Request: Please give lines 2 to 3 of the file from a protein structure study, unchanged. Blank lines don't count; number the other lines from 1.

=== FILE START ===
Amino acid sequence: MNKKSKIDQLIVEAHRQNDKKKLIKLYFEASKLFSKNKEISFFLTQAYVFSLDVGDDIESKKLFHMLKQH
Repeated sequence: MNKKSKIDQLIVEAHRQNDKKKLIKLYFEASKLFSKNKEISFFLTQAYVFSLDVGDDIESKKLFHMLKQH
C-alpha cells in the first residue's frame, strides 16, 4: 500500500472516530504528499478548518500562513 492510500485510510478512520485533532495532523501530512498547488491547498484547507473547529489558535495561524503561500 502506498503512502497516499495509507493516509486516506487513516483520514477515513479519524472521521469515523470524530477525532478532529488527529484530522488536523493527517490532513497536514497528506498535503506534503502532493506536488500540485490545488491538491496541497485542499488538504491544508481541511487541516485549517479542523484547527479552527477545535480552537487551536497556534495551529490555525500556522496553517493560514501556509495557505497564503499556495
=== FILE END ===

Repeated sequence: MNKKSKIDQLIVEAHRQNDKKKLIKLYFEASKLFSKNKEISFFLTQAYVFSLDVGDDIESKKLFHMLKQH
C-alpha cells in the first residue's frame, strides 16, 4: 500500500472516530504528499478548518500562513 492510500485510510478512520485533532495532523501530512498547488491547498484547507473547529489558535495561524503561500 502506498503512502497516499495509507493516509486516506487513516483520514477515513479519524472521521469515523470524530477525532478532529488527529484530522488536523493527517490532513497536514497528506498535503506534503502532493506536488500540485490545488491538491496541497485542499488538504491544508481541511487541516485549517479542523484547527479552527477545535480552537487551536497556534495551529490555525500556522496553517493560514501556509495557505497564503499556495